The l'île de Ré, opposite La Rochelle, was subjected on several occasions to attack from British soldiers. Conscious of the need to protect access to La Rochelle and Rochefort, in 1681 Vauban started strengthening the island's defences by building a citadel and fortified castle at Saint-Martin-de-Ré, on the North coast.
Built on the site of a fortress where construction work had started in 1627, the square-shaped citadel occupies the eastern part of the town. Its defensive system comprises four bastions, three demi-lunes and a counterguard, surrounded by a moat and a covered walkway. It contained an arsenal, food and powder stores, barracks and officers' accommodation. The citadel opens on to the sea via a small fortified port. From 1873 onwards it became a stop-off point for penal colony prisoners on the way to New Caledonia until 1897 and later to Guyana until 1938. Today it remains a prison for more than 400 detainees and is not open to the public.
An example of Vauban's first system adapted to suit a flat site, the construction was accompanied by an enormous fortified enclosure capable of accommodating the island's population of some 16,000 inhabitants, as well as their livestock, and of storing food supplies and forage in the event of enemy attack. In an arc on the land side, there are bastions, orilloned half- bastions and a counterguard. Two monumental gates, the Porte Toiras and the Porte des Campani form the access points. Also surrounded by a moat and a covered walkway, it is in addition encircled by an open-plan glacis, sloping outwards from the ramparts within canon-firing range.References:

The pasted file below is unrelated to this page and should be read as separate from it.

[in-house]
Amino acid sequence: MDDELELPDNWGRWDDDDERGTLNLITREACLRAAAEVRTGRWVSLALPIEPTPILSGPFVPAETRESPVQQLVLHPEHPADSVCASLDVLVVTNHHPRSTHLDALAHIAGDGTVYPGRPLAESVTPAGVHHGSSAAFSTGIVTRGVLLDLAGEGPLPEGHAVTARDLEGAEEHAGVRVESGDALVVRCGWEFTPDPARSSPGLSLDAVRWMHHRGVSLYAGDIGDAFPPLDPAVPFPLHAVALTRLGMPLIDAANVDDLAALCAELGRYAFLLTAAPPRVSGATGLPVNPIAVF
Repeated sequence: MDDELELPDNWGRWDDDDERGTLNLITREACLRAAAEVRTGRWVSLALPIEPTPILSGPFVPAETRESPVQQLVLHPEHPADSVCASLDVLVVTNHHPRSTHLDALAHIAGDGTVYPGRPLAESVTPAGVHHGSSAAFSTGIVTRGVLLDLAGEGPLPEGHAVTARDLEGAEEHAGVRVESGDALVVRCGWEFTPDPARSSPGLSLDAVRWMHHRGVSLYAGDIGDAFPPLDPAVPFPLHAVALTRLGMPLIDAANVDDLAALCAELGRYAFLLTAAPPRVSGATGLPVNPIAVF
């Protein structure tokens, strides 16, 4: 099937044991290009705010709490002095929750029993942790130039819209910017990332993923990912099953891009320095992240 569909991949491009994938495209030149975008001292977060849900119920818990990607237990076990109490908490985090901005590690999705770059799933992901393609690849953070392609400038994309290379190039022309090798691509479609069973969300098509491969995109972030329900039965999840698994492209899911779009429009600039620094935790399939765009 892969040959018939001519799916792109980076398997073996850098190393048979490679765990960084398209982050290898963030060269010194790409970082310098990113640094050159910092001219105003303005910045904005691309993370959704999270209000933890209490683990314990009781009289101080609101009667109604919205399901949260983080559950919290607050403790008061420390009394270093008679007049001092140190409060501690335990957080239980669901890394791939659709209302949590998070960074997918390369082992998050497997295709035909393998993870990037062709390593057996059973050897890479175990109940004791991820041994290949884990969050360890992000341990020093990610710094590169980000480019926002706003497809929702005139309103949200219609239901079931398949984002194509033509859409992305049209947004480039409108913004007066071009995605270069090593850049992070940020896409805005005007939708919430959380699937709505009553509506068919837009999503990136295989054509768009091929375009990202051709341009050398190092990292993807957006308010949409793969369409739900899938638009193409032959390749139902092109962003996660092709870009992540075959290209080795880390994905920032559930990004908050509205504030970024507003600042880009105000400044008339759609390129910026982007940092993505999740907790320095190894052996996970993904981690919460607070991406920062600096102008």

The Castle of Gruyères is one of the most famous in Switzerland. It was built between 1270 and 1282, following the typical square plan of the fortifications in Savoy. It was the property of the Counts of Gruyères until the bankruptcy of the Count Michel in 1554. His creditors the cantons of Fribourg and Bern shared his earldom. From 1555 to 1798 the castle became residence to the bailiffs and then to the prefects sent by Fribourg.
In 1849 the castle was sold to the Bovy and Balland families, who used the castle as their summer residency and restored it. The castle was then bought back by the canton of Fribourg in 1938, made into a museum and opened to the public. Since 1993, a foundation ensures the conservation as well as the highlighting of the building and the art collection.
The castle is the home of three capes of the Order of the Golden Fleece. They were part of the war booty captured by the Swiss Confederates (which included troops from Gruyères) at the Battle of Morat against Charles the Bold, Duke of Burgundy in 1476. As Charles the Bold was celebrating the anniversary of his father's death, one of the capes is a black velvet sacerdotal vestment with Philip the Good's emblem sewn into it.
A collection of landscapes by 19th century artists Jean-Baptiste-Camille Corot, Barthélemy Menn and others are on display in the castle.